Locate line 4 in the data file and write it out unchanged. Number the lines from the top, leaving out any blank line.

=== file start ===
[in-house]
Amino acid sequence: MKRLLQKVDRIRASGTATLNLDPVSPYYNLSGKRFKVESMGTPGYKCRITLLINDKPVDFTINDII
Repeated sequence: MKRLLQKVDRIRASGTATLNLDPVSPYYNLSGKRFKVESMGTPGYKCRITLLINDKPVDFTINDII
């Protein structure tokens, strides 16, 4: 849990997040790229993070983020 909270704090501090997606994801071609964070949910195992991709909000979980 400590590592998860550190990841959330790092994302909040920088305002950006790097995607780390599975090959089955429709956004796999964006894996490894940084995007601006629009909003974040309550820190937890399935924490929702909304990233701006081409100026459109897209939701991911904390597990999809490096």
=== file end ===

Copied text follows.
């Protein structure tokens, strides 16, 4: 849990997040790229993070983020 909270704090501090997606994801071609964070949910195992991709909000979980 400590590592998860550190990841959330790092994302909040920088305002950006790097995607780390599975090959089955429709956004796999964006894996490894940084995007601006629009909003974040309550820190937890399935924490929702909304990233701006081409100026459109897209939701991911904390597990999809490096």